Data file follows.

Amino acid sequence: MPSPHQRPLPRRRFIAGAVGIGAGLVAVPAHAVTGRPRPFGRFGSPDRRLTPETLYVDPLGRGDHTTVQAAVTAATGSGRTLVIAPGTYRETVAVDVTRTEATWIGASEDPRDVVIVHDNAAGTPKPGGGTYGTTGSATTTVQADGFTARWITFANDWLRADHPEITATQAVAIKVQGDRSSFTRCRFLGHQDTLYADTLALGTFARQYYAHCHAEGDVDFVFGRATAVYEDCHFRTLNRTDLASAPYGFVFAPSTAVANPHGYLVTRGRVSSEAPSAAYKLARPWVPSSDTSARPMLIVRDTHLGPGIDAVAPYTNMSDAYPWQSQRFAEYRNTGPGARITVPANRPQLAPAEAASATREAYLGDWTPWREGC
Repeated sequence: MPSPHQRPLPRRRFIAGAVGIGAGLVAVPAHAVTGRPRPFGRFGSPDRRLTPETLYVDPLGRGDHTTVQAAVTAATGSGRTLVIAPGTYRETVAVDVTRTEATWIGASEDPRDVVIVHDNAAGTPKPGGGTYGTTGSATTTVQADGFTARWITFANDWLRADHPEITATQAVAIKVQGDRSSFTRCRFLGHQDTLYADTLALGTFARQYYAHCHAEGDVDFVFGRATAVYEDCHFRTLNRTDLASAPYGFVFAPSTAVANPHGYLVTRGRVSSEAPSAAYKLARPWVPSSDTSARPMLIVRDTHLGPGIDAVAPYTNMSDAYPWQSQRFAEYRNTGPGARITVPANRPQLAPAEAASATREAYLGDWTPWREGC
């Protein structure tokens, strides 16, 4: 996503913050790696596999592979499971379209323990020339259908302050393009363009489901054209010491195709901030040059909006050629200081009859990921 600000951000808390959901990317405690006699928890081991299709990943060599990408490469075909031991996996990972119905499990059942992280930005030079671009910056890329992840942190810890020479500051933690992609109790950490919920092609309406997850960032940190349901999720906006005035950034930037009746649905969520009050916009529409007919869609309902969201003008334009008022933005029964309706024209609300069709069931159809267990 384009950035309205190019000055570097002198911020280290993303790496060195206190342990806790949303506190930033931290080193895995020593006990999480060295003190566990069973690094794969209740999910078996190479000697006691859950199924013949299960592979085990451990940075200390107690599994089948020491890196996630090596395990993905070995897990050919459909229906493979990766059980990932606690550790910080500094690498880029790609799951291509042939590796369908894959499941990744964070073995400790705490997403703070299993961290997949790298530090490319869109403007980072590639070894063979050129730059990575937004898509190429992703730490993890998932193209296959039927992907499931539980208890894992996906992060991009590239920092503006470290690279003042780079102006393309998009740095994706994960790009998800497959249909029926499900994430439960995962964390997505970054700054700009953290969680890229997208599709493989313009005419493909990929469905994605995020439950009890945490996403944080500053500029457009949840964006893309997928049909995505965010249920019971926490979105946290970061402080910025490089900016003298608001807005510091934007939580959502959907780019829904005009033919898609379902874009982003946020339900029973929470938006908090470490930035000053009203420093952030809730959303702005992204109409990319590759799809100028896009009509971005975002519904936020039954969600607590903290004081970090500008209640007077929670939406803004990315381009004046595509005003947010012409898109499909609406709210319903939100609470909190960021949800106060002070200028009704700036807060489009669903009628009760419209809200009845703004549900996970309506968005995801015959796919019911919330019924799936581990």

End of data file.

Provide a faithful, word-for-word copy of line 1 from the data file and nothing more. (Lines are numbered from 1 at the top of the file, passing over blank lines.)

Amino acid sequence: MPSPHQRPLPRRRFIAGAVGIGAGLVAVPAHAVTGRPRPFGRFGSPDRRLTPETLYVDPLGRGDHTTVQAAVTAATGSGRTLVIAPGTYRETVAVDVTRTEATWIGASEDPRDVVIVHDNAAGTPKPGGGTYGTTGSATTTVQADGFTARWITFANDWLRADHPEITATQAVAIKVQGDRSSFTRCRFLGHQDTLYADTLALGTFARQYYAHCHAEGDVDFVFGRATAVYEDCHFRTLNRTDLASAPYGFVFAPSTAVANPHGYLVTRGRVSSEAPSAAYKLARPWVPSSDTSARPMLIVRDTHLGPGIDAVAPYTNMSDAYPWQSQRFAEYRNTGPGARITVPANRPQLAPAEAASATREAYLGDWTPWREGC